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I want to build a login system with javascript and PHP, that will let users use existing accounts to login to my site.

They should be able to use at least these accounts...

  • Facebook
  • Twitter
  • Google
  • Yahoo
  • OpenID

plus option to create an account on my site if they don't have a login above.

I have seen all these services below which offer what I am wanting to do,

I would like to build this myself or use some open source project. In other words, I do not want a 3rd party to handle this like the sites above.

So does anyone know if an open source project exists that can handle this, or point me in the direction on how I should create this? (I can do PHP and javascript, so asking more about the design theory/project flow, more than how to code it)

I am aware that there might be similar questions, but I have not found what I am looking for.

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I wondered if you'd found any open source project to do this. Or maybe you started one? If so, please let us know! –  Darren Cook Feb 6 '12 at 1:34
@Darren Cook I havent had time to mess with this yet but I did find github.com/hybridauth/hybridauth which looks like it does what I am looking for, I will probably base my version off of this –  jasondavis Feb 6 '12 at 15:28

3 Answers 3

up vote 4 down vote accepted

It's not so simple, unfortunately. I don't know any existing library, so here are some thoughts about what would need to be done. I'm going to assume that you want to create an open source project -- if that's wrong, ignore the parts concerning other possible users of your project.


Both Google and Yahoo are OpenID providers, so you easily have three points off your list. I recommend LightOpenID for that. (disclamer: I wrote LightOpenID)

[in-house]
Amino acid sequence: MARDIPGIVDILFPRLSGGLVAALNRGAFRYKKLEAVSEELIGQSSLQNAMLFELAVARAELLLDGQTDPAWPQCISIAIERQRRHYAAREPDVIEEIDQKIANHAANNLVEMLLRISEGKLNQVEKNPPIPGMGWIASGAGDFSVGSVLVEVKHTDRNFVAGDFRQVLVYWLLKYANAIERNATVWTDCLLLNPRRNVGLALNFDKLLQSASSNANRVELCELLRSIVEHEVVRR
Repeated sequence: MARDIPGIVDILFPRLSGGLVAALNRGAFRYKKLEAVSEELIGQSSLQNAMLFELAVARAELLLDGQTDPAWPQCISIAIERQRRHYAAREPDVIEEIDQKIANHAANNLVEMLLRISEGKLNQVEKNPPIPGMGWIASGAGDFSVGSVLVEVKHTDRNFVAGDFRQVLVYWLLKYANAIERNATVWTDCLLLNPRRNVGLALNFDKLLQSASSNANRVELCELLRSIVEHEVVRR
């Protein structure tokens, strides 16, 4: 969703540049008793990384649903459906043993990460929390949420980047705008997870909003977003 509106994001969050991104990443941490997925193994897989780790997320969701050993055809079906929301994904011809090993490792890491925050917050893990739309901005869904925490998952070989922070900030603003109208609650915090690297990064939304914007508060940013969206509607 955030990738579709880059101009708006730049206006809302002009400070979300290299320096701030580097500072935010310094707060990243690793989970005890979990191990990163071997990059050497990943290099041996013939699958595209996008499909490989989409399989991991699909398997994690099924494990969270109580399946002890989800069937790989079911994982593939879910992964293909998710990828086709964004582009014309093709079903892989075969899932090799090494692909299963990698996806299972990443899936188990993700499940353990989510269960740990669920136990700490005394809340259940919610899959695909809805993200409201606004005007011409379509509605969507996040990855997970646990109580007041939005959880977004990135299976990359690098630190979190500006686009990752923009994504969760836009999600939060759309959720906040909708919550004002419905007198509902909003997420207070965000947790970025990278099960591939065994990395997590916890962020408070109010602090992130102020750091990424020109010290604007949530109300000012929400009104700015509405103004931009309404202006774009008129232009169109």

Twitter and Facebook use OAuth, so you need to find a suitable library that supports it.


You probably want to have a unified login interface for all the methods. For that, extending OpenID Selector might be a good idea.

Database storage

That's the hardest part. You'll have to store the authentication data in some sort of database. Many people will want to use mysql, some postgresql, and some may even want to store them in text files. Even if you decide to use only MySQL, there are a lot of adapters in php, and they aren't interchangeable. Of course, you could require a library to do that, like Doctrine, but it will be probably orders of magnitude bigger than your project. And it won't integrate well with frameworks.

Depending on your needs, the best solution may be to require the user to implement functions like addAccount($type, $login, $password), userAuthenticated($login), checkPassword($login, $password), etc.. It certainly gives the most flexibility to the user, but requires effort to start using it.

I'm not saying, of course, that this solution is perfect, or even good for your case -- it's the best I can think of now.


In order to use an authentication mechanism, it needs to be integrated into the application. So you can't force any particular interface, but you should give a good default. You can't force a database choice, but you should make it easy to implement and give good, ready to use examples for some common cases. So I'd recommend separating the protocol support from interface and storage parts.

That's about it. I can't think of anything else right now.

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I will check out your lightopenid, I just looked at the openid-selector that is perfect for a start, thanks for the links –  jasondavis Sep 20 '11 at 18:24

Have a look at HybridAuth (http://hybridauth.sourceforge.net/).. I have not yet started my work but is serious considering this apporach

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The easy way (the one you don't want, i think):

Facebook login button: http://developers.facebook.com/docs/reference/plugins/login/
Twitter sign in : https://dev.twitter.com/docs/auth/sign-in-with-twitter

The rest is easy enough to find on google as well, took exactly two minutes for these.

The bit-harder way , Download PHP libraries such as Facebook-php5 twitter-lib and such and perform OAuth based authenticated from your server and store the access token as a "user" on your system. I've done this in some system one time and its pretty useful and simple once you get the hang of it :)


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